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Myocardial Infarction Risk in Women Reduced With Intake of Berries

Myocardial Infarction Risk in Women Reduced With Intake of Berries

Young and middle-aged women who regularly eat flavonoid-rich berries can reduce their risk of myocardial infarction (MI), according to a large prospective study widely reported in the media.

Blueberries and strawberries contain high concentrations of anthocyanins, a flavonoid shown to help lower blood pressure and improve endothelial function.

“All fruits and vegetables are likely to be beneficial, but in our study we found particular benefit to blueberries and strawberries,” senior author Eric Rimm, ScD, Associate Professor in the departments of epidemiology and nutrition at the Harvard School of Public Health, told ConsultantLive.

In the study, published online in Circulation on January 15, the risk of MI in women whose anthocyanin intake was in the highest quintile was decreased by 32% during 18 years of follow-up. In addition, the risk of MI was decreased by 34% in women who ate more than 3 servings of berries a week compared with women who rarely ate berries.

Biochemists and food scientists had reported strong biological effects of these flavonoid compounds in small studies of short duration, but the long-term effect on heart disease had not been examined in detail, said Dr Rimm.

The researchers looked at outcomes for 93,600 women enrolled in the Nurses’ Health Study II who reported their consumption of various foods and their lifestyle factors every 4 years. At enrollment in 1991, patients ranged in age from 25 to 42 years. During almost 2 decades of follow-up, there were 405 cases of MI, occurring at a median age of 48.9 years.

After reviewing food frequency and lifestyle questionnaires, the researchers found that women who consumed high levels of anthocyanins were less likely to smoke cigarettes, were more physically active, and had lower fat and higher fiber intake.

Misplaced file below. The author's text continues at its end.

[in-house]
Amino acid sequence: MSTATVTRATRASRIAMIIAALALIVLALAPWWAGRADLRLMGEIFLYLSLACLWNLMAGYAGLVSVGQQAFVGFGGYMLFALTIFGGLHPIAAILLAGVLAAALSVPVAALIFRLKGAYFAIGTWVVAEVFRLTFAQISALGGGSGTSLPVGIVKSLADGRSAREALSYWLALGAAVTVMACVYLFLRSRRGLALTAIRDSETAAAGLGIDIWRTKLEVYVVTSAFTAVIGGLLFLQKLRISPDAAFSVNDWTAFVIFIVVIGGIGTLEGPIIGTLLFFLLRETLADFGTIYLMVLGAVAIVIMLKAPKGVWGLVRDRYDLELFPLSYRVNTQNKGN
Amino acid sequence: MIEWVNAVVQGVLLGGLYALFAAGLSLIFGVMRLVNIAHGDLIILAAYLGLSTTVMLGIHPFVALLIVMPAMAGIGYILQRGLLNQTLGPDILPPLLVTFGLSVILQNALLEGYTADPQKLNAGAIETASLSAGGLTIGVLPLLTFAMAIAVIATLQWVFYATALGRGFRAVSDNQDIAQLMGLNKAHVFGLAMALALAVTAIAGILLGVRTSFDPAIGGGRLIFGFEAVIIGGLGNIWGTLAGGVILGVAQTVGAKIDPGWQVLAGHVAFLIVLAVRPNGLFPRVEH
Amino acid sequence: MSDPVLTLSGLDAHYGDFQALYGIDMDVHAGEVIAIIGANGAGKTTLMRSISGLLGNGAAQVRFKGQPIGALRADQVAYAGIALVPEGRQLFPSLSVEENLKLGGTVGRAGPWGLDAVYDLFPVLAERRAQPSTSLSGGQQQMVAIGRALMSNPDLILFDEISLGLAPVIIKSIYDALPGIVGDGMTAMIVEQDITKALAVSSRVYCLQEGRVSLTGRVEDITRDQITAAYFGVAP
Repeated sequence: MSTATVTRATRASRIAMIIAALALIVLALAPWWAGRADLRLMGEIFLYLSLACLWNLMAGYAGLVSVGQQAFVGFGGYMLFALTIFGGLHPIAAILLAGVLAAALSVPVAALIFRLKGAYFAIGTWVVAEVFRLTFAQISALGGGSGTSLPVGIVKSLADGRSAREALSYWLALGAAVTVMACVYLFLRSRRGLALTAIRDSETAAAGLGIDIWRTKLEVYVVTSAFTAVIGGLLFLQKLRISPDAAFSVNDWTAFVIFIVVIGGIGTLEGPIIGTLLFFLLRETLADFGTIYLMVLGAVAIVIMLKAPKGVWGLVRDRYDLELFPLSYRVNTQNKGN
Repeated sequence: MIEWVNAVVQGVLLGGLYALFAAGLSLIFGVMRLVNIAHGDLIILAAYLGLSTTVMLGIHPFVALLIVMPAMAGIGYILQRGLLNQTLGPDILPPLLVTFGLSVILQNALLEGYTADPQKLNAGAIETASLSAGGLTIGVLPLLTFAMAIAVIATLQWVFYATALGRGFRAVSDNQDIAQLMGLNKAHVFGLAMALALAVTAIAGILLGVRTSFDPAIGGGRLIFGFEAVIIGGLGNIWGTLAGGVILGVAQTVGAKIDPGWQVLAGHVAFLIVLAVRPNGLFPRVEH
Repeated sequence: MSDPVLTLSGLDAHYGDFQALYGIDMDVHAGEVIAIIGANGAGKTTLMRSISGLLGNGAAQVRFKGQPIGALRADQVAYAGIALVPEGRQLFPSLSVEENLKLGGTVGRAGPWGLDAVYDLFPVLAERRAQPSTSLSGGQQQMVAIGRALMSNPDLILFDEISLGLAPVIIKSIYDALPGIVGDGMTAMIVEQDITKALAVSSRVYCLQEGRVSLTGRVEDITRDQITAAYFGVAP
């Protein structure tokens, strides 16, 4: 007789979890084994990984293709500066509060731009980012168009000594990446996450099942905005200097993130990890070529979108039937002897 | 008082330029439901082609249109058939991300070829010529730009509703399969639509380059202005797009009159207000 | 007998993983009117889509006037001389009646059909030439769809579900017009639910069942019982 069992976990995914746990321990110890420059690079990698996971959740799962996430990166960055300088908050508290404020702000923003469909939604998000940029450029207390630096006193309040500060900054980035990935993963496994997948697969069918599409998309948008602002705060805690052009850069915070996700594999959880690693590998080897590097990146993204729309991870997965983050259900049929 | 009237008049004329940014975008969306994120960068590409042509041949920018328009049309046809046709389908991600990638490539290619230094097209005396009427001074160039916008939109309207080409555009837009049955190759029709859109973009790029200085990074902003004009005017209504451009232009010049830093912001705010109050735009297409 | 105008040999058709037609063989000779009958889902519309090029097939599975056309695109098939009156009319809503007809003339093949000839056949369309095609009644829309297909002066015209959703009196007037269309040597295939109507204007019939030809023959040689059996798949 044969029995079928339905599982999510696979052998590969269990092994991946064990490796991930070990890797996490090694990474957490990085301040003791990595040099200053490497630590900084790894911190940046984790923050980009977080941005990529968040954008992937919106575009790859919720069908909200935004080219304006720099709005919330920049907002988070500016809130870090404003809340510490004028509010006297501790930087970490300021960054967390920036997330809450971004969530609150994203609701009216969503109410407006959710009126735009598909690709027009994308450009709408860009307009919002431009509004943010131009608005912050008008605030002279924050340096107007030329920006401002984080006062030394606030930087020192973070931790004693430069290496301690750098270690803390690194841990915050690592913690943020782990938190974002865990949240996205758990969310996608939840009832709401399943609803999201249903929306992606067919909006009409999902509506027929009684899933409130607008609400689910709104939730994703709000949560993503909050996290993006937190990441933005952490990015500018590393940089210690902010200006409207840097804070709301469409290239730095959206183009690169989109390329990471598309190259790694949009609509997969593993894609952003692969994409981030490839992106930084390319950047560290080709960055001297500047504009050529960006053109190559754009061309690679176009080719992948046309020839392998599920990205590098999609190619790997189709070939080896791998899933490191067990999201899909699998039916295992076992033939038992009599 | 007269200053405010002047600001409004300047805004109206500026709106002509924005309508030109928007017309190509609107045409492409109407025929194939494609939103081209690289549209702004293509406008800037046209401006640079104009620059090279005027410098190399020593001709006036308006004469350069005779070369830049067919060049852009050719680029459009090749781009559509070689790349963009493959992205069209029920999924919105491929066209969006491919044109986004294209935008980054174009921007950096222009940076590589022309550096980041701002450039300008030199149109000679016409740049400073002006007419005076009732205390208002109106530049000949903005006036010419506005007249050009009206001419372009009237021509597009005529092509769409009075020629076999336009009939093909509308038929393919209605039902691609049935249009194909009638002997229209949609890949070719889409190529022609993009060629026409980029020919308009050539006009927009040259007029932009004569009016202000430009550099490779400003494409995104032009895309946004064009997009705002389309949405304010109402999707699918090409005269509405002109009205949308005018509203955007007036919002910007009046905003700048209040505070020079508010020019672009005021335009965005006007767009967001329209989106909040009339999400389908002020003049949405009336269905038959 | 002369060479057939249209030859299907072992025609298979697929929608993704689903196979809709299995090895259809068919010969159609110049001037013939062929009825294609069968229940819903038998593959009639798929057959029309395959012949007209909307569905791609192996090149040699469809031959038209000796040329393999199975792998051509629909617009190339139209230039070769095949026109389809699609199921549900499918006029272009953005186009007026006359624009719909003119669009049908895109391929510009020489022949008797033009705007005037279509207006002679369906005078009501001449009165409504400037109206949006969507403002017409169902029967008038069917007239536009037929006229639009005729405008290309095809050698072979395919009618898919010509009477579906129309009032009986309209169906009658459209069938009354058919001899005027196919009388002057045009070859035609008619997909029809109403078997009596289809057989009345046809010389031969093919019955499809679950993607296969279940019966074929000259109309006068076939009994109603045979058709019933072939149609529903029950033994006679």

The 32% reduction in MI risk was seen after adjustment for multiple factors, including body mass index, physical activity, saturated fat intake, use of caffeine and alcohol, and family history of MI, said Dr Rimm. Even adding hypertension, dyslipidemia, diabetes mellitus, and other conditions to the analytical model did not significantly change the risk estimate.

The potential beneficial effects of anthocyanins may be particularly important for younger women. “When younger women have MIs they may be of different origin than those in the older population,” said Dr Rimm. “Younger women tend to have less atherosclerosis or more dysfunction of the coronary arteries. Anthocyanins act specifically in the arterial lining and may prevent inflammation and hyperactivity.”

Intake of other types of flavonoids did not significantly lower the risk of MI. Adjustment for additional dietary factors, such as total fruit and vegetable consumption, also did not alter the risk.

The researchers noted “that the benefits are specific to a food constituent in anthocyanin-rich foods (including blueberries, strawberries, eggplants, blackberries, and black currants) and not necessarily to nonspecific benefits among patients who consume high intakes of fruits and vegetables.”

The message for primary care physicians, according to Dr Rimm: “No single food is a magic bullet that will negate other bad habits, but berries sure seem to be an important part of a healthy diet.”

Media Links
New York Times: “Berries Lower Heart Risk”
The Boston Globe: “Which Fruits Best Lower Young Women’s Risk of Heart Disease?”
The Washington Post: “Antioxidants in Certain Fruits May Help Protect the Hearts of Younger Women”
The Huffington Post: “Strawberries and Blueberries Could Decrease Women’s Heart Attack Risk: Study”
ABC News: “Study: Berries Lower Heart Attack Risk for Women”

 
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